2. Track every metric available
Having a data warehouse solution in place is only half the battle. Now, you need to fill your storage solution with meaningful metrics that will help you track your users’ behavior on your website.
Below is a list of a different variety of behavioral metrics that you can track in order to maximize your conversion strategy. If you track the metrics below, you will more efficiently understand what your users are — and aren’t — doing on your website when they are browsing for new things to buy.
Having properly unified your data, you will find that the metrics below make powerful segmentation groups when you’re trying to assess what kind of behavior leads to conversion.
1. Page Views
Knowing where your user lands when they get to your ecommerce website is the first priority in any segmentation.
Knowing how and why your users navigate your website the way they do might be one of the most profound ways of understanding why the user came to your page in the first place.
2. Clicks, Hovers, and Scrolling
Where and why users click is another valuable behavioral indicator of engagement that should not be overlooked. While clicking on a link should show up in your page views metric, listed above, sometimes clicks aren’t necessarily only done for navigation.
Often times, users will click on images or objects that they think might be interactive, but aren’t. You should be aware of the ways in which you may be erroneously misleading users to think a certain element is interactive but isn’t.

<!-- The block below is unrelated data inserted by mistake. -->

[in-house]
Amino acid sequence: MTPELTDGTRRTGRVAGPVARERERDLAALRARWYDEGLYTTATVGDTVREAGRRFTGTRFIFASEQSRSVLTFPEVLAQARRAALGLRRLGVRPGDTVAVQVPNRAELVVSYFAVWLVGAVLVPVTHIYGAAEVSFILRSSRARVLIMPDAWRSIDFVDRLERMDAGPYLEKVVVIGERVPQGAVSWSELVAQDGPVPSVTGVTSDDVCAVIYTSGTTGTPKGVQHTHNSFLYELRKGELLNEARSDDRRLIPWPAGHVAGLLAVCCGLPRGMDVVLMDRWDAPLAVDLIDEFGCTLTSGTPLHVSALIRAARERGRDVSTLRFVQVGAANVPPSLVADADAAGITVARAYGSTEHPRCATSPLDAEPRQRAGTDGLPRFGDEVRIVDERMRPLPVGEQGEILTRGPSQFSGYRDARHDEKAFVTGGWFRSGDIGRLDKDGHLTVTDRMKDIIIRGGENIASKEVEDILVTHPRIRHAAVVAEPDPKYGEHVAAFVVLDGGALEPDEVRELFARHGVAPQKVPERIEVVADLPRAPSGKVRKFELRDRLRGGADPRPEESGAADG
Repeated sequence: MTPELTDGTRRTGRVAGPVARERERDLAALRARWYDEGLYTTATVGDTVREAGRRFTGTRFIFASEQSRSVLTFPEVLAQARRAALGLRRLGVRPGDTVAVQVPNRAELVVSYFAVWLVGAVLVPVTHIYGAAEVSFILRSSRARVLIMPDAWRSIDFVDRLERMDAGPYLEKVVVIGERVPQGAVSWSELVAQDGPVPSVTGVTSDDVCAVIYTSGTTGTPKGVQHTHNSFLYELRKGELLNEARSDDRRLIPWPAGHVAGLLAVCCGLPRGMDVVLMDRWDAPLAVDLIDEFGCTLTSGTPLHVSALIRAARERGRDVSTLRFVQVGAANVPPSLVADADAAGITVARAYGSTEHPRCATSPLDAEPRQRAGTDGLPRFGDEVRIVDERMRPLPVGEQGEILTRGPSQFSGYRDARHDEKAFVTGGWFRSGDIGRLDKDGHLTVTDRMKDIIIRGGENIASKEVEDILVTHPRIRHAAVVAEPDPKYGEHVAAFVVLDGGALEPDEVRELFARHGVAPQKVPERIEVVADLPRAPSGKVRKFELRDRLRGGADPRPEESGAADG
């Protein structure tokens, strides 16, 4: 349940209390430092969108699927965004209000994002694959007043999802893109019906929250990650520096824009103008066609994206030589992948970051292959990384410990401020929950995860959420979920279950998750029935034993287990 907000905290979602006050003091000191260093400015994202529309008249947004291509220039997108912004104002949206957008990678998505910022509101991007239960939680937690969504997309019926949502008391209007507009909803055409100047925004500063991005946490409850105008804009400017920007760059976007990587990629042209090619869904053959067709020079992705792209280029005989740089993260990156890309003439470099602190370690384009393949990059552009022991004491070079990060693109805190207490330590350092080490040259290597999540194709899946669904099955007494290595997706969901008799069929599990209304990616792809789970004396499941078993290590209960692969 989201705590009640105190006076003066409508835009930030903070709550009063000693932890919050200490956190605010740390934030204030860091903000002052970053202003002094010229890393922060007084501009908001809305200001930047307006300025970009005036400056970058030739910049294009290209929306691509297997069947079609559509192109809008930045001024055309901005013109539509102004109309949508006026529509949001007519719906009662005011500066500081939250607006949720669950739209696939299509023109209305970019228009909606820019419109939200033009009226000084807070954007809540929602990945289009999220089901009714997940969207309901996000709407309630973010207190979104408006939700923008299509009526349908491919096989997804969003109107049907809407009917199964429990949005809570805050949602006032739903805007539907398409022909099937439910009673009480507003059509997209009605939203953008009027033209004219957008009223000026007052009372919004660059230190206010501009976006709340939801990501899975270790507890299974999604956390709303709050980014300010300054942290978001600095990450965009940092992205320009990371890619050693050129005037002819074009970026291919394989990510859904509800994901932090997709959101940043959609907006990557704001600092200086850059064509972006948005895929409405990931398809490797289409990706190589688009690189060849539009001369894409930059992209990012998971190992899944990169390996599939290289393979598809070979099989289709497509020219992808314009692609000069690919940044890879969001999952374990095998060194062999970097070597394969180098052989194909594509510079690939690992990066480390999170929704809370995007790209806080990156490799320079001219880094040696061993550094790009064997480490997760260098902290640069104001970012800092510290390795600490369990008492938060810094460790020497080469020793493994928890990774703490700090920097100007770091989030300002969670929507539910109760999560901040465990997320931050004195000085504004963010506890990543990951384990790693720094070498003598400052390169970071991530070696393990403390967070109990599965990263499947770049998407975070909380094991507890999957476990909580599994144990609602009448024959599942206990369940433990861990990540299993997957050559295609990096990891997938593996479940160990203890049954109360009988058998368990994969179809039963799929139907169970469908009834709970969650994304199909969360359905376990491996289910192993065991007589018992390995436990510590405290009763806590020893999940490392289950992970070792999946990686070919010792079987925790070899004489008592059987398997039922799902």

Other times, a hover or a scroll might be a signal of the user’s attention — knowing where they’re looking could be a good way to see if your other conversion strategies (such as banners or discounts) are working properly.
This one is obvious, but it bears repeating: know what your users are buying. Then, compare their tendency to buy similar objects. Are people that buy cheese more likely to buy crackers as well? Probably — your ecommerce should be ready to go in suggesting to add crackers to the shopping basket as well.
4. Approved or Declined Credit Card Transactions
If you know how or why the transaction is failing, you are already ahead of the customer. In these unfortunate cases, you shouldn’t see an incomplete transaction as a failure: track this metric so that you can suggest alternative payment options to the customer right away.
5. 404 Pages
While browsing your ecommerce platform, a user stumbles on a page that doesn’t exist. How likely is that user to churn? Probably very likely. Knowing how or why this happens on a large sales platform isn’t easy, but it can do wonders in helping you predict and avert possible churns.
6. Coupons, QR Codes, Flyers
How people use discounts is also a vitally important metric — it shows you how well your acquisition and retention strategies are working. If you’re sending out a lot of discounts and none of them are being used, your strategy needs a new approach.